Ummmm… what does this conservative pile-of-shit mean by “scrutiny? Who will be doing the scrutinizing and why do I think it involves a right-wing thug with a gun and a badge?

  14. Shem,

    I came to libertarianism by way of believing that one can’t really trust most people, especially those people in the government.

    Some neolibertarians are real libertarians when it comes to domestic policy, but realists or liberal internationalists with respect to foreign policy. Some other so-called neolibertarians are just full of shit.

    thoreau,

    I don’t know if it’s much of a pissing contest. Either you’re for oppressing your fellow citizens or you aren’t. It seems like many people claiming to be libertarians these days are oppressors, therefore, they cannot be libertarians (IMO).

  15. Real Bill –

    (irony alert – Real Bill and quasibill having a discussion)

    How can you be a “realist” or “liberal internationalist” without oppressing your fellow citizens through taxes? In the absence of a threat to the political power structure that is in place (which noone can honestly argue AQ is) – all our military is doing in the war on terror is risk management. And since the value of avoiding a risk is inherently subjective, shouldn’t it be left to the private market? Much like healthcare decisions?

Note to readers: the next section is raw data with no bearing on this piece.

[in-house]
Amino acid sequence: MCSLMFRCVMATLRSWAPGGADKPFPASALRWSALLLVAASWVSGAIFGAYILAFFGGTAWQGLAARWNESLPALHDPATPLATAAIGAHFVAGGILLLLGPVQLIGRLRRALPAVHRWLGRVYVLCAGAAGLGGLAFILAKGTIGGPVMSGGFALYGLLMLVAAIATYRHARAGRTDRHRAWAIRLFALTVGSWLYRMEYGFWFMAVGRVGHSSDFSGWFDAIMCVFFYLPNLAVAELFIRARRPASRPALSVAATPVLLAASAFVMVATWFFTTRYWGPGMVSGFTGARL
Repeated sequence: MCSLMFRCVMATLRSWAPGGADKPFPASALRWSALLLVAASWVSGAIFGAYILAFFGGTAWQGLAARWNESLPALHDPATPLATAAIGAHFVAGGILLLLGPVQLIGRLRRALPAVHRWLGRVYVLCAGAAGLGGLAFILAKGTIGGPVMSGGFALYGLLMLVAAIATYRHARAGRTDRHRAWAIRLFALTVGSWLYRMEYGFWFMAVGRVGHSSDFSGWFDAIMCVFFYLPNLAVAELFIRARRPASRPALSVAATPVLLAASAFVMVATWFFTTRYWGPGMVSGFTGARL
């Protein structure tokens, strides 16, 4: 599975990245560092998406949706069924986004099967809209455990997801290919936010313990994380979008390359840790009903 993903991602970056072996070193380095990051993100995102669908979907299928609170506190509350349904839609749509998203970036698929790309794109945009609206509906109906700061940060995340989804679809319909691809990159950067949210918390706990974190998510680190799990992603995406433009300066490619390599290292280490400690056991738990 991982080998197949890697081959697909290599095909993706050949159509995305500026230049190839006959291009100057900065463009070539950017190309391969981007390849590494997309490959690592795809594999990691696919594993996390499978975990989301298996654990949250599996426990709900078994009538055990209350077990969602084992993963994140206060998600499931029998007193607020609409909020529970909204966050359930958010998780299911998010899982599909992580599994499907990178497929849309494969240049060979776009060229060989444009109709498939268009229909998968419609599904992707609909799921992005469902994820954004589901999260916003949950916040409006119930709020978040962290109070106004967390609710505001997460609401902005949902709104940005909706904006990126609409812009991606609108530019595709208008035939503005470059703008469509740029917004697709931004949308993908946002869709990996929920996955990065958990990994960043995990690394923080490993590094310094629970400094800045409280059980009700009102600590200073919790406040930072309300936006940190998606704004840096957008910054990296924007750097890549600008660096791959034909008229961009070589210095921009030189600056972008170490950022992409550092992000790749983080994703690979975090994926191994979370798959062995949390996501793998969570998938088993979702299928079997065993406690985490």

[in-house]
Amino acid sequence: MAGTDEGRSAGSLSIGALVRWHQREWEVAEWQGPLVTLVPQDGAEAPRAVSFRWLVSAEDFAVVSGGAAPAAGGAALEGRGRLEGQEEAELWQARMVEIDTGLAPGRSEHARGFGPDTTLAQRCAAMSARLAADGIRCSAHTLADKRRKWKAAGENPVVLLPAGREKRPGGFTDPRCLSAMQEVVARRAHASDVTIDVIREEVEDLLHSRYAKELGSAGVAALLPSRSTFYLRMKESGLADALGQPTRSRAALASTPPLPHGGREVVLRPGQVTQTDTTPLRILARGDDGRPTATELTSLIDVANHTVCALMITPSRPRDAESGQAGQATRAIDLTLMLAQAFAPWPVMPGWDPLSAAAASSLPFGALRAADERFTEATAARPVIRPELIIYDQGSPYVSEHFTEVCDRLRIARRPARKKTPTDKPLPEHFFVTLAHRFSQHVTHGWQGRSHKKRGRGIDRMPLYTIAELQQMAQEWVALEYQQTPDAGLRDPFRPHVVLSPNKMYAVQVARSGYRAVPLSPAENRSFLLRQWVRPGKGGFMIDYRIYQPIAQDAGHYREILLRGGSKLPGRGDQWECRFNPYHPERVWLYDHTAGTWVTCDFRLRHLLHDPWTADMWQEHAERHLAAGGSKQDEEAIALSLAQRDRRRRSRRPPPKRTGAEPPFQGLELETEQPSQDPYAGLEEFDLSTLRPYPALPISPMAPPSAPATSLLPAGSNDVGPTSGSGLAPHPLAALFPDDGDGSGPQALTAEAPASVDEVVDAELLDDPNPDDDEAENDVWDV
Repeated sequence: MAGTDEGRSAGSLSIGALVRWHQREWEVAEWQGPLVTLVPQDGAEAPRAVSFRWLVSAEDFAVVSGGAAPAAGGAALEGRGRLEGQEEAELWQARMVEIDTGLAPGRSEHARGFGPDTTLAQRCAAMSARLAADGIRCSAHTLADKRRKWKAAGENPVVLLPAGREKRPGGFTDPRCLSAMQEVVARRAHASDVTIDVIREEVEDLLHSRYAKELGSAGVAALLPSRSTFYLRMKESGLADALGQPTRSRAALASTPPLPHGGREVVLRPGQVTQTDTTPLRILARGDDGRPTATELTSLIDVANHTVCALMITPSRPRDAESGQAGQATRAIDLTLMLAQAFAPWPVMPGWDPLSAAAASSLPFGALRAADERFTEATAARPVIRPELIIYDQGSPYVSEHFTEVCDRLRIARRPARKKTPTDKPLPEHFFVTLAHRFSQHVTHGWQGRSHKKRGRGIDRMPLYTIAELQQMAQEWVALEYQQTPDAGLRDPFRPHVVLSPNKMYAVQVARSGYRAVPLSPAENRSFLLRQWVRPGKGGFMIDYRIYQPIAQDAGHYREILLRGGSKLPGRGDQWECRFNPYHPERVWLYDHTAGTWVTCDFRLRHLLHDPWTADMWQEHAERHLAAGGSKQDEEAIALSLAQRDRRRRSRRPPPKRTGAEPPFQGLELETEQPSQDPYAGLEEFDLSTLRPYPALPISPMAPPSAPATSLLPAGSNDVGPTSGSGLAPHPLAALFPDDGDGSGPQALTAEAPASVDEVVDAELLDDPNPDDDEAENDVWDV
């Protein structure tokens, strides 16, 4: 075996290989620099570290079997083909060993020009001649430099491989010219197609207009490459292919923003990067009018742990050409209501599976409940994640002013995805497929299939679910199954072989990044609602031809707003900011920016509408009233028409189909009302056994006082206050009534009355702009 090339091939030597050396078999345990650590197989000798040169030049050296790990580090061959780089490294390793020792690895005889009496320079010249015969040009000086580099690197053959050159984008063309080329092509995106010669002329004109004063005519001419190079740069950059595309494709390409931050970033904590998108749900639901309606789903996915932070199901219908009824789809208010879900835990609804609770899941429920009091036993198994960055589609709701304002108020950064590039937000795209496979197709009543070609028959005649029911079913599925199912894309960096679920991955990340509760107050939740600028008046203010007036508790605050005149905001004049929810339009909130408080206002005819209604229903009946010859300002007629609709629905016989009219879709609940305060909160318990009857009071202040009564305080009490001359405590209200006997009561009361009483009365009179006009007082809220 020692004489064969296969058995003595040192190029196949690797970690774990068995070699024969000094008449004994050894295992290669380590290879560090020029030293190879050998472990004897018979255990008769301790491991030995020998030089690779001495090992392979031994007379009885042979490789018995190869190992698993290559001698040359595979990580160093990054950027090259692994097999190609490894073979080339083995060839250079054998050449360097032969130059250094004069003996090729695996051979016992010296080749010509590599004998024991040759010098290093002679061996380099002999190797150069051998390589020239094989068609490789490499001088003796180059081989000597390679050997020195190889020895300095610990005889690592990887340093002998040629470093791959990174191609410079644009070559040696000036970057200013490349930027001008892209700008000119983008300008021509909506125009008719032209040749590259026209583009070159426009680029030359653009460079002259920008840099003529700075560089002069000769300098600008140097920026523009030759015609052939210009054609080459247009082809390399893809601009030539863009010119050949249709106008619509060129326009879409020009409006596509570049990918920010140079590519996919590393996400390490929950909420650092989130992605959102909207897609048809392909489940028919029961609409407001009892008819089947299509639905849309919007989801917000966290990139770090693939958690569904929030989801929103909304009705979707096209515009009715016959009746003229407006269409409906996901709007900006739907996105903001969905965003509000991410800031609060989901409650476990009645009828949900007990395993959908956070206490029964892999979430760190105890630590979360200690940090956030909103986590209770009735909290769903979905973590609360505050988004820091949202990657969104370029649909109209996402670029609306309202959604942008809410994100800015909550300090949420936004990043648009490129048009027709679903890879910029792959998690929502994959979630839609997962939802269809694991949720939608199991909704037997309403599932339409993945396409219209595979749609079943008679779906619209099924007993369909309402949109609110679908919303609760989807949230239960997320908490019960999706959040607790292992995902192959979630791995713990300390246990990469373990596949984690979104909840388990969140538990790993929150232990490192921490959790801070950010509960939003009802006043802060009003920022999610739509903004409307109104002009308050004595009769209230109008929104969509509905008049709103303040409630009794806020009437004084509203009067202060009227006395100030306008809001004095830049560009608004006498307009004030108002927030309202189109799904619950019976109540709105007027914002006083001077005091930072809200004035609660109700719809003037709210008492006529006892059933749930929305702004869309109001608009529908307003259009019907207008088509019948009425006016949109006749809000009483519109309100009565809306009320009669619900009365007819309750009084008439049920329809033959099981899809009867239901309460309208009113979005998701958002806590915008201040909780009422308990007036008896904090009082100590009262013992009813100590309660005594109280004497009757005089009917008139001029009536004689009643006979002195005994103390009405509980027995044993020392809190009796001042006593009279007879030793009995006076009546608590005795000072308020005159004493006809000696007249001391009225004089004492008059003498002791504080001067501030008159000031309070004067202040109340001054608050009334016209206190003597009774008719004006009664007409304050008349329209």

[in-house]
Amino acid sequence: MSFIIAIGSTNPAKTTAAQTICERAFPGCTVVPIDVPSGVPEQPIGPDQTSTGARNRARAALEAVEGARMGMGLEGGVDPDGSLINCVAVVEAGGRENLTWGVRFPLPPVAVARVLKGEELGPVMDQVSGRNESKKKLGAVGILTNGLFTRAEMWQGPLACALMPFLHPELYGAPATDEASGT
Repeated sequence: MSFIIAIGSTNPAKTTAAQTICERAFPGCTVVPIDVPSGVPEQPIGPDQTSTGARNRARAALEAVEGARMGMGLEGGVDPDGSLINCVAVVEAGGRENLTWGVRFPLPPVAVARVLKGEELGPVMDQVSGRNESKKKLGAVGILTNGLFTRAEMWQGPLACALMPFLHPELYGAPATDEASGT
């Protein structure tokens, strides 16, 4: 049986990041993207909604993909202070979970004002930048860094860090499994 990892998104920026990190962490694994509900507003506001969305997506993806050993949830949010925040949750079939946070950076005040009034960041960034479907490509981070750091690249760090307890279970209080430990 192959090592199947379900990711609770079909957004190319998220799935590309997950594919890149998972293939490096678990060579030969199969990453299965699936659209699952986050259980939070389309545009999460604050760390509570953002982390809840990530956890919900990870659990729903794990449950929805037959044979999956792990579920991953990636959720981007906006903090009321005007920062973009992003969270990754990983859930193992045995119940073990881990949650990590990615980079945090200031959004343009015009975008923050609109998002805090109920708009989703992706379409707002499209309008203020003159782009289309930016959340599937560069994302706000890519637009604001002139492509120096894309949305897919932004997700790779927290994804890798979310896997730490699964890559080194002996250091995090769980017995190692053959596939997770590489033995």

I have a hard time understanding how “neo-libertarians” rationalize this split.

  16. Tabin says, “Leave the terrorists and dictators alone, or you’re no friend of liberty!” Gotcha.

    This nonsense has already been thoroughly ignored over at Unqualified Offerings, and thoroughly rebuked here. I love these half-assed bloggers who drop in on comment threads which peak their antennae, toss some pre-engineered party bullet-point, then scamper back to the comfort and protection of their respective blog-caves.

    This one’s a real gem, considering how much of a rediculously huge leap must be made to transmutate “neolibertarians are not really deserving of using the suffix” into “Leave the terrorists and dictators alone, or you’re no friend of liberty!”

    Here’s another one: “Get in line with the welfare-warfare state, and submit to every state/military encroachment, or you support the terrorists & dictators!” Gotcha.

  17. I’ve been hesitant to adopt the label of neolibertarian, though I am sympathetic to many of their points. Calling for special scrutiny of antimilitary articles is just asinine.